In the current study, a very similar activation pattern was observed in lesional skin (Fig. 4B). In contrast to healthy control and lesional skin, a profound deactivation pattern occurred when provoking itch in nonlesional skin (Fig. 4A). These different itch-specific brain activation/deactivation patterns are striking. In our view, the deactivation pattern during the provocation of itch in nonlesional skin reflects a neurobiological attempt to suppress the perception of itch (somatosensory areas) as well as the desire to scratch (premotor and supplementary motor areas). This hypothesis would explain why the initial itch sensation is delayed in nonlesional skin (Interval six and seven, Fig. 2).

In the course of stimulation the itch intensity ratings are increasing (Interval 8–10, Fig. 2), which is in accordance with our neuroimaging results (Fig. 4A), where the initial deactivation pattern changes to an increasing activation in the basal ganglia and lateral prefrontal areas. A feasible explanation might be related to temporal summation processes: when the amount of pruriceptive input reaches a critical threshold, the firing of itch specific neurons cannot further be suppressed by central mechanisms (24). Moreover, after exceeding the inhibition threshold of pruriceptive input, the firing seems to be prolonged in the patient group, which is reflected by the delayed decline of itch responses during the warm blocks (Interval 1–2, Fig. 2).

Although deactivations (negative fMRI BOLD signal) have been observed in many fMRI studies, its interpretation remains controversial. Recent studies suggest that the negative fMRI BOLD signal response reflects both an active inhibitory role as well as neuronal deactivation depending on the interplay between hemodynamics and metabolism (64–66). This is not the first study reporting cerebral deactivations in itch processing: Deactivation of limbic structures in itch processing of healthy controls has been observed previously, which has been attributed to the stressful character of the itch stimulation and the urge to scratch (43) as well as the process of scratching itself (48).

A possible explanation for the differences in brain activation between nonlesional skin and lesional skin could be related to the magnitude of inflammation induced by histamine in lesional skin vs nonlesional skin. As a matter of intensity central processing may be ‘prioritized’.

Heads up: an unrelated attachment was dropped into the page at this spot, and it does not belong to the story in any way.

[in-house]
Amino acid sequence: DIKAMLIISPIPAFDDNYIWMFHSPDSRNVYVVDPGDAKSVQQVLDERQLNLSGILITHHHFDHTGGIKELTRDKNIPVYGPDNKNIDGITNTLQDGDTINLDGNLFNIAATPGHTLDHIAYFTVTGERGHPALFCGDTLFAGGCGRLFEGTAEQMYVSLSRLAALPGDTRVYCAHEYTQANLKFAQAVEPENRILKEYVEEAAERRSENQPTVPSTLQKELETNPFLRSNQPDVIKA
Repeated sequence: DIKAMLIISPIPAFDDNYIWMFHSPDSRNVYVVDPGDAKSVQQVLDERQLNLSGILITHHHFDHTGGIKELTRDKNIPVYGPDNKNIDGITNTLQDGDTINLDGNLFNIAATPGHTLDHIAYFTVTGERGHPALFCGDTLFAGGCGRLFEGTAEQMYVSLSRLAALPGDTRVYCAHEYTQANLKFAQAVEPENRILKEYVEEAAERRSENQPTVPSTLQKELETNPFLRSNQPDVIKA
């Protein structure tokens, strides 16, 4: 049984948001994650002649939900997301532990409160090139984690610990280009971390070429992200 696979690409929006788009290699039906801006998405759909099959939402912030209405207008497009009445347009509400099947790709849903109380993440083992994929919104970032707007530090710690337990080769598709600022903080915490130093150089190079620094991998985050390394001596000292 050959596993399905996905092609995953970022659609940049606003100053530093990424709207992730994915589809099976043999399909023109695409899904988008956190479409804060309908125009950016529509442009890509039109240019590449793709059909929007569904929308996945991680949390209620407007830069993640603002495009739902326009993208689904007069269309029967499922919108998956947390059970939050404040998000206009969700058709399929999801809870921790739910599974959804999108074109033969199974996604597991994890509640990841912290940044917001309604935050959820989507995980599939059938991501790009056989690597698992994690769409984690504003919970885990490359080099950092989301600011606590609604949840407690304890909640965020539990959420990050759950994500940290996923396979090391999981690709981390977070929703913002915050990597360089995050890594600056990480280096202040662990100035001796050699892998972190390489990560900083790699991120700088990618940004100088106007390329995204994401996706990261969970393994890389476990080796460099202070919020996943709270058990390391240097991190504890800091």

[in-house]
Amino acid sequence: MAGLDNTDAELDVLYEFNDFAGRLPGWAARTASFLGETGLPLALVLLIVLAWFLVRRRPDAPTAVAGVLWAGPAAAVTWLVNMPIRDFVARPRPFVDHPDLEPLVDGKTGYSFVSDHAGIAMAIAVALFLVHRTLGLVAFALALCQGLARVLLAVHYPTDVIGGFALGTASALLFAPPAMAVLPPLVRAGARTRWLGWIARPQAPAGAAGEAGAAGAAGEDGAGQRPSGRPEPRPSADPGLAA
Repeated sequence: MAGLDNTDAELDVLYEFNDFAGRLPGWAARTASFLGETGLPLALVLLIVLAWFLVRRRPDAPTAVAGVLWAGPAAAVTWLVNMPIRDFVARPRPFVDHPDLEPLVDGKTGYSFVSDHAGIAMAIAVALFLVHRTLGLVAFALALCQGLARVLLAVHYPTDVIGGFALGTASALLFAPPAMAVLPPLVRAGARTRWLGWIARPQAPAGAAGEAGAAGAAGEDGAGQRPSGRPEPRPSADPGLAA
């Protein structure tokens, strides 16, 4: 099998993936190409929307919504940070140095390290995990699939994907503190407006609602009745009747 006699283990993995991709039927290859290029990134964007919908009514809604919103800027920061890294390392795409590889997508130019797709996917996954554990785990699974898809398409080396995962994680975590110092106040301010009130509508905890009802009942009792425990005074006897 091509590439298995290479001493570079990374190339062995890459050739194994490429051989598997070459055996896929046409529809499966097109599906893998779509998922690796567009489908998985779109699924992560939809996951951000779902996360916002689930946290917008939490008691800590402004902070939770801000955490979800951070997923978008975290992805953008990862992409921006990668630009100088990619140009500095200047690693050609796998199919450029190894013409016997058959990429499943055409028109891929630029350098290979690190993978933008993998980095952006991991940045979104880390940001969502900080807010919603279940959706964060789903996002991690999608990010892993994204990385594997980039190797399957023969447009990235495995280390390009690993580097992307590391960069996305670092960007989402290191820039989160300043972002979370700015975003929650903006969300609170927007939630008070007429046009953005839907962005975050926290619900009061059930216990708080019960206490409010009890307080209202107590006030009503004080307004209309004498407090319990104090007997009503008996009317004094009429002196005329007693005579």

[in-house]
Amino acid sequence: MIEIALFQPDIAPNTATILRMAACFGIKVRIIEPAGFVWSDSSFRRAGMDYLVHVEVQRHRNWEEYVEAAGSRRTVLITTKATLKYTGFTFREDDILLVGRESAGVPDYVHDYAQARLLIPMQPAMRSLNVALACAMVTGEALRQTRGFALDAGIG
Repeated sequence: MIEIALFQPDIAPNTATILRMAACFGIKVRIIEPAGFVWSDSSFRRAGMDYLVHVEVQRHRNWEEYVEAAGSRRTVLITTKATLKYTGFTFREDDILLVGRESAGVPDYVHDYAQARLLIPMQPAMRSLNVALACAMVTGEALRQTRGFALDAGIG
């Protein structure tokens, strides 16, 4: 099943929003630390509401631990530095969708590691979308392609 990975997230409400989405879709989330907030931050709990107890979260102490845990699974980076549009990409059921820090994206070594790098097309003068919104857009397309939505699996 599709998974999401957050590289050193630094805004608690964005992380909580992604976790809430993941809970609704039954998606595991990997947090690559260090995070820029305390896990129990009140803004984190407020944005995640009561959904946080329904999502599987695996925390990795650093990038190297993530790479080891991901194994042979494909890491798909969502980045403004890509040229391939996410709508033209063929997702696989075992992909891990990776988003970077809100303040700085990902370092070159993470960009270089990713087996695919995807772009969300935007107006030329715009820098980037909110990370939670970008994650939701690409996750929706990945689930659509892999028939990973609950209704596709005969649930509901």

As this is the first study comparing lesional with nonlesional atopic eczema skin as well as healthy control skin, comparisons to other studies are difficult. Leknes et al. (42) were the first to investigate the cerebral processing of allergen-induced itch postulating a dysfunction of striato-thalamo-orbitofrontal circuits, which are believed to underlie the failure to regulate the motivational drive in disorders associated with strong urges, e.g., addiction and obsessive compulsive disorder. Schneider et al. (67) demonstrated significant differences in central imaging of histamine-induced itch between patients with atopic dermatitis in nonlesional skin and healthy subjects in a study correlating itch intensity with cerebral activation using positron emission tomography.

Our study supports a peripheral as well as a central component in the pathophysiology of chronic itch in patients suffering from atopic eczema. On the one hand, pathological skin conditions, such as a skin barrier abnormality and local inflammation processes in atopic eczema patients (68, 69) point to a peripherally increased sensitivity to itch stimuli. On the other hand, central filter mechanisms might counteract this pathological skin condition to a certain point when the threshold of the pruriceptive input is exceeded.

Conclusion

Short-term moderate temperature modulation allows to rapidly enhance histamine-induced itch in patients with atopic eczema and to perform reliable fMRI studies on itch. The observed differences in kinetics and intensity of itch perception in lesional vs nonlesional or healthy skin are reflected by different cerebral activation patterns. The deactivation in various itch processing brain structures during itch provocation in nonlesional skin might be regarded as an attempt of the brain to suppress the itch perception. In the future, therapeutic strategies of atopic itch should therefore also target central nervous system mechanisms.